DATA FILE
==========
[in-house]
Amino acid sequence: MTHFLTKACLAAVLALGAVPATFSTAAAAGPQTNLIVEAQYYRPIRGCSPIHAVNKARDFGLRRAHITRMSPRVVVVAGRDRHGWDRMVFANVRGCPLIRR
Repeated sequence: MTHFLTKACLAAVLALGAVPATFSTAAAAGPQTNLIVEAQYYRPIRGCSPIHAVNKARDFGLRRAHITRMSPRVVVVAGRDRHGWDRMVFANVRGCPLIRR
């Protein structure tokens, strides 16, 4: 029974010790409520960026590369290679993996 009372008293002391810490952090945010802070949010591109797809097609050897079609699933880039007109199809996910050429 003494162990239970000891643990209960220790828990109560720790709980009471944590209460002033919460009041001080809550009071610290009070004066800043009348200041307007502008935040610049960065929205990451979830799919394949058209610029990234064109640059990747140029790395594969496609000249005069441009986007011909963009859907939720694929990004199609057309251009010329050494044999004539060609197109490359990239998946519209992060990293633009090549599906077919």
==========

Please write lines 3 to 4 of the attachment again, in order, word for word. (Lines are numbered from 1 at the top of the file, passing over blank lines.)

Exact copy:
Repeated sequence: MTHFLTKACLAAVLALGAVPATFSTAAAAGPQTNLIVEAQYYRPIRGCSPIHAVNKARDFGLRRAHITRMSPRVVVVAGRDRHGWDRMVFANVRGCPLIRR
């Protein structure tokens, strides 16, 4: 029974010790409520960026590369290679993996 009372008293002391810490952090945010802070949010591109797809097609050897079609699933880039007109199809996910050429 003494162990239970000891643990209960220790828990109560720790709980009471944590209460002033919460009041001080809550009071610290009070004066800043009348200041307007502008935040610049960065929205990451979830799919394949058209610029990234064109640059990747140029790395594969496609000249005069441009986007011909963009859907939720694929990004199609057309251009010329050494044999004539060609197109490359990239998946519209992060990293633009090549599906077919």